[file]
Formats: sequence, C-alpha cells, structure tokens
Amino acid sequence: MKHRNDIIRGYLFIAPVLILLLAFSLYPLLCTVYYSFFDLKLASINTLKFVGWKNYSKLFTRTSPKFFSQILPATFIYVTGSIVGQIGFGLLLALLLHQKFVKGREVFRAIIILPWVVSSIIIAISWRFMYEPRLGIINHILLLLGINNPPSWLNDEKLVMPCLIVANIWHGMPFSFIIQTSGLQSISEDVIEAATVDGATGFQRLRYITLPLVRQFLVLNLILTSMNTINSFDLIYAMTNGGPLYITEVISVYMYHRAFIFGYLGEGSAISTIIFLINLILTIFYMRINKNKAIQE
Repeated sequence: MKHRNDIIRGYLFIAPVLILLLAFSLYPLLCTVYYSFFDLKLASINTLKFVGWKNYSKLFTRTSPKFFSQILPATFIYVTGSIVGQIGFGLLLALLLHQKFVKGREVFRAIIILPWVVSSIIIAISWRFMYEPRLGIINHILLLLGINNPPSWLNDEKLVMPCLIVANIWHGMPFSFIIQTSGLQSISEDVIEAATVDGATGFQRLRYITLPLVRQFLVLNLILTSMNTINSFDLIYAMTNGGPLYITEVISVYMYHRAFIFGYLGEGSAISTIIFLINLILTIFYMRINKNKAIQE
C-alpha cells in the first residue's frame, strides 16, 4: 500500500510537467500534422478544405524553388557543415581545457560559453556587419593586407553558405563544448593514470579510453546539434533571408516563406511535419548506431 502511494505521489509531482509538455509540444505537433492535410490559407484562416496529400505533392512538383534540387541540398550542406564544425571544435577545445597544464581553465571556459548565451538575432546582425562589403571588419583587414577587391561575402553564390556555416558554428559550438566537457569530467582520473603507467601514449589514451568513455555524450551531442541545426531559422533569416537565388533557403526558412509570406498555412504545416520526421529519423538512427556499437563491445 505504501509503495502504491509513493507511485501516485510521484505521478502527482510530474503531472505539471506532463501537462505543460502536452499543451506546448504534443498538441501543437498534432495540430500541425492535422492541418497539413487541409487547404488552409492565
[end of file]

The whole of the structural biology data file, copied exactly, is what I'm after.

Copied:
Formats: sequence, C-alpha cells, structure tokens
Amino acid sequence: MKHRNDIIRGYLFIAPVLILLLAFSLYPLLCTVYYSFFDLKLASINTLKFVGWKNYSKLFTRTSPKFFSQILPATFIYVTGSIVGQIGFGLLLALLLHQKFVKGREVFRAIIILPWVVSSIIIAISWRFMYEPRLGIINHILLLLGINNPPSWLNDEKLVMPCLIVANIWHGMPFSFIIQTSGLQSISEDVIEAATVDGATGFQRLRYITLPLVRQFLVLNLILTSMNTINSFDLIYAMTNGGPLYITEVISVYMYHRAFIFGYLGEGSAISTIIFLINLILTIFYMRINKNKAIQE
Repeated sequence: MKHRNDIIRGYLFIAPVLILLLAFSLYPLLCTVYYSFFDLKLASINTLKFVGWKNYSKLFTRTSPKFFSQILPATFIYVTGSIVGQIGFGLLLALLLHQKFVKGREVFRAIIILPWVVSSIIIAISWRFMYEPRLGIINHILLLLGINNPPSWLNDEKLVMPCLIVANIWHGMPFSFIIQTSGLQSISEDVIEAATVDGATGFQRLRYITLPLVRQFLVLNLILTSMNTINSFDLIYAMTNGGPLYITEVISVYMYHRAFIFGYLGEGSAISTIIFLINLILTIFYMRINKNKAIQE
C-alpha cells in the first residue's frame, strides 16, 4: 500500500510537467500534422478544405524553388557543415581545457560559453556587419593586407553558405563544448593514470579510453546539434533571408516563406511535419548506431 502511494505521489509531482509538455509540444505537433492535410490559407484562416496529400505533392512538383534540387541540398550542406564544425571544435577545445597544464581553465571556459548565451538575432546582425562589403571588419583587414577587391561575402553564390556555416558554428559550438566537457569530467582520473603507467601514449589514451568513455555524450551531442541545426531559422533569416537565388533557403526558412509570406498555412504545416520526421529519423538512427556499437563491445 505504501509503495502504491509513493507511485501516485510521484505521478502527482510530474503531472505539471506532463501537462505543460502536452499543451506546448504534443498538441501543437498534432495540430500541425492535422492541418497539413487541409487547404488552409492565